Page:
The Greek goddess of the Earth, the mother of the Titans, Gaia was reclaimed by the chemist James Lovelock and biologist Lynn Margulis to describe the earth’s unique status as a symbiotic system, where living things co-evolve with their geological and atmospheric conditions. Despite its New Age echoes, Latour seeks to dispel any cozy reassurance: the first of the Gods to appear after Chaos, Gaia was a vicious troublemaker, giving her son Cronos the stone sickle he used to castrate his father Uranus. Likewise, in his reading of Lovelock and Margulis, Latour guillotines any idea of a harmonizing designer, thermostat, or clockmaker overseeing the feedback loops through which organisms and environments alter each other. Even if relatively stable equilibria hold sway at times, each entity of the planet, down to the outer shell of its molten core, acts with and on the others; actor and context, figure and ground are constantly reversing their hierarchies.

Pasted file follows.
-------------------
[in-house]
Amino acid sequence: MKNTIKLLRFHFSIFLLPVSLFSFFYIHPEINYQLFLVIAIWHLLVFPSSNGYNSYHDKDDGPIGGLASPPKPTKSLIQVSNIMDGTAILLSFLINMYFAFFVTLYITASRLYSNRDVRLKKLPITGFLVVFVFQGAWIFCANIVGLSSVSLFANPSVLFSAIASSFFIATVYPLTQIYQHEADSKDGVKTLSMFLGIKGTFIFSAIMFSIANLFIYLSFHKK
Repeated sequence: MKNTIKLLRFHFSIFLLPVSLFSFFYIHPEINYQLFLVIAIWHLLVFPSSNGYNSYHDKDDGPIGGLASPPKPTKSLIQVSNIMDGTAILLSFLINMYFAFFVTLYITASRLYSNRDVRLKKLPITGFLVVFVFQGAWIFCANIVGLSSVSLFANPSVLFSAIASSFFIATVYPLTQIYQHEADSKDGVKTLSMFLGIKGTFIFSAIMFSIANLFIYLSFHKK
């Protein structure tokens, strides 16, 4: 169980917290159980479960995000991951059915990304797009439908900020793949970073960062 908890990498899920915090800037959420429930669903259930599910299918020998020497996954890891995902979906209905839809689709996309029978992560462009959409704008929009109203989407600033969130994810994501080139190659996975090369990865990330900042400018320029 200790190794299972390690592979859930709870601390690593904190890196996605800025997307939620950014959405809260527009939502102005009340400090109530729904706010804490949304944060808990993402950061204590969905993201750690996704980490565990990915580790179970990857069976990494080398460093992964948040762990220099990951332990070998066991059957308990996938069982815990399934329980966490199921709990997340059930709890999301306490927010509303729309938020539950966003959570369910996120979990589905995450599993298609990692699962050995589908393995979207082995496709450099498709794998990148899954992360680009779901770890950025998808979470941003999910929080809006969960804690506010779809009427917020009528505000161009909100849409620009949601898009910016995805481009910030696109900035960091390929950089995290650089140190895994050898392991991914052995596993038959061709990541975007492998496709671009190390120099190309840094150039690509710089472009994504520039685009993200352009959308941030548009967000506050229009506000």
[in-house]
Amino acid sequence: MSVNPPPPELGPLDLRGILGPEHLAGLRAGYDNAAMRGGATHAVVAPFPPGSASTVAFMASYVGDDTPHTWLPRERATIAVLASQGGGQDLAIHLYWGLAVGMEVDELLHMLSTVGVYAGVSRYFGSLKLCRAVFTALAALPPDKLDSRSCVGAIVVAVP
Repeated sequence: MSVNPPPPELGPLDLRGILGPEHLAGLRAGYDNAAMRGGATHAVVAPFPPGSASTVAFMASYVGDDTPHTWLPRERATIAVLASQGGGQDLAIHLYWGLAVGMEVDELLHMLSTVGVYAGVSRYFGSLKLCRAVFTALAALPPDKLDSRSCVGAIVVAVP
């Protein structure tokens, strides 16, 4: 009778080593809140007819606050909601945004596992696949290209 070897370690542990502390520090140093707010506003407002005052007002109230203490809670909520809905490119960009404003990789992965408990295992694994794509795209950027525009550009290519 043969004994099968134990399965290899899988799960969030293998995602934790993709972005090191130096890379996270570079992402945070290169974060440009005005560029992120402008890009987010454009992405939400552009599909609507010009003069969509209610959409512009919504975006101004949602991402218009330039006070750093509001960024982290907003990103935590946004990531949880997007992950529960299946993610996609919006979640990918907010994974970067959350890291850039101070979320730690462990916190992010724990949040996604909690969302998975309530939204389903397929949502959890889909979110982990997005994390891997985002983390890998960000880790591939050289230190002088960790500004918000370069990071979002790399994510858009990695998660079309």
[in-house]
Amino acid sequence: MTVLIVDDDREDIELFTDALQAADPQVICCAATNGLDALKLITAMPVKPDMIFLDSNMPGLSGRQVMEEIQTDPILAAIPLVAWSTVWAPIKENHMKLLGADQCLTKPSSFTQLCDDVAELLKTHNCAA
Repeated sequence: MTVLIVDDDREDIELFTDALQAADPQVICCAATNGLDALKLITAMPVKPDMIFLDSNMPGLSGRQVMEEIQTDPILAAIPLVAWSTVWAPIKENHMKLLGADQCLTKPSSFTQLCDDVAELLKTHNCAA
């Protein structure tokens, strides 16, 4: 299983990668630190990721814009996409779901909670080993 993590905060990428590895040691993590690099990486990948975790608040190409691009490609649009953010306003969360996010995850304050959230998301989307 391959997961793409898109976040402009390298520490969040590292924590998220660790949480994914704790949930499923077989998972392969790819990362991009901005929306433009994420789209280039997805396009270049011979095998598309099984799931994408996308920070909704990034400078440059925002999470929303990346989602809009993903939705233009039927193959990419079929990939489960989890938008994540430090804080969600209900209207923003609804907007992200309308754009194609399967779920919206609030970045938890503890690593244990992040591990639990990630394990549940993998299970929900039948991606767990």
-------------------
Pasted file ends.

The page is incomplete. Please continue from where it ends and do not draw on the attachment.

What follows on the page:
After centuries of stony sleep, this altered assemblage demands to be heard and seen. Latour does all he can to keep Gaia weird—to define it such that it always escapes definition. “Facing Gaia” means “instituting” and “inaugurating” this elusive entity, establishing its place in our affairs. Yet even as we roll out the red carpet we realize, as in a tale of gothic horror, that the visitor is already in the house: it’s the carpet itself, the floor, the walls, and the foundations, and has taken over our bodies and minds.